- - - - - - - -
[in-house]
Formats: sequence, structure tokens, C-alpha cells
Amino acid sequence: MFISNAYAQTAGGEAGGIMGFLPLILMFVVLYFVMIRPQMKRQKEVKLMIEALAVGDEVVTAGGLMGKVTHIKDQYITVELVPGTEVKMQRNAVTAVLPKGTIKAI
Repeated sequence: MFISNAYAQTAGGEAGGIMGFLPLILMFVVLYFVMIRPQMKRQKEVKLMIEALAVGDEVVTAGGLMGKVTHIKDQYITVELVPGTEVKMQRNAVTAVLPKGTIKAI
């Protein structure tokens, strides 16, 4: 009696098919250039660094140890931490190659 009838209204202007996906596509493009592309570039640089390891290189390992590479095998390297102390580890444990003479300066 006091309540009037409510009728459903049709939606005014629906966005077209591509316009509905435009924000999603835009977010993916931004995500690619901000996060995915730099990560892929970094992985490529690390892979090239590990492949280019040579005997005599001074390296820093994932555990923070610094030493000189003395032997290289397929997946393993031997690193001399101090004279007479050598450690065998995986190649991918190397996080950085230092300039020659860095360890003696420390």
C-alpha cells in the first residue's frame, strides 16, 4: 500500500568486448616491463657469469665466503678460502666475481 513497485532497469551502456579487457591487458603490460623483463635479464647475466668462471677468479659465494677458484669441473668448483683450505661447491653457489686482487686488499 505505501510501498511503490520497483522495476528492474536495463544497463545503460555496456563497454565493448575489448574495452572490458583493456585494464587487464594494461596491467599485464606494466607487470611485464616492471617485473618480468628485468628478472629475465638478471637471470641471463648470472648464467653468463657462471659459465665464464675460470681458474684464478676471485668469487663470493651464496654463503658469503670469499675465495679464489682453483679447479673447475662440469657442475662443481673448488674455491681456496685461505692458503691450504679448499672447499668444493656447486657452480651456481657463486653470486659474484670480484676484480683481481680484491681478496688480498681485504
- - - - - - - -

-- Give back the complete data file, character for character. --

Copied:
[in-house]
Formats: sequence, structure tokens, C-alpha cells
Amino acid sequence: MFISNAYAQTAGGEAGGIMGFLPLILMFVVLYFVMIRPQMKRQKEVKLMIEALAVGDEVVTAGGLMGKVTHIKDQYITVELVPGTEVKMQRNAVTAVLPKGTIKAI
Repeated sequence: MFISNAYAQTAGGEAGGIMGFLPLILMFVVLYFVMIRPQMKRQKEVKLMIEALAVGDEVVTAGGLMGKVTHIKDQYITVELVPGTEVKMQRNAVTAVLPKGTIKAI
């Protein structure tokens, strides 16, 4: 009696098919250039660094140890931490190659 009838209204202007996906596509493009592309570039640089390891290189390992590479095998390297102390580890444990003479300066 006091309540009037409510009728459903049709939606005014629906966005077209591509316009509905435009924000999603835009977010993916931004995500690619901000996060995915730099990560892929970094992985490529690390892979090239590990492949280019040579005997005599001074390296820093994932555990923070610094030493000189003395032997290289397929997946393993031997690193001399101090004279007479050598450690065998995986190649991918190397996080950085230092300039020659860095360890003696420390």
C-alpha cells in the first residue's frame, strides 16, 4: 500500500568486448616491463657469469665466503678460502666475481 513497485532497469551502456579487457591487458603490460623483463635479464647475466668462471677468479659465494677458484669441473668448483683450505661447491653457489686482487686488499 505505501510501498511503490520497483522495476528492474536495463544497463545503460555496456563497454565493448575489448574495452572490458583493456585494464587487464594494461596491467599485464606494466607487470611485464616492471617485473618480468628485468628478472629475465638478471637471470641471463648470472648464467653468463657462471659459465665464464675460470681458474684464478676471485668469487663470493651464496654463503658469503670469499675465495679464489682453483679447479673447475662440469657442475662443481673448488674455491681456496685461505692458503691450504679448499672447499668444493656447486657452480651456481657463486653470486659474484670480484676484480683481481680484491681478496688480498681485504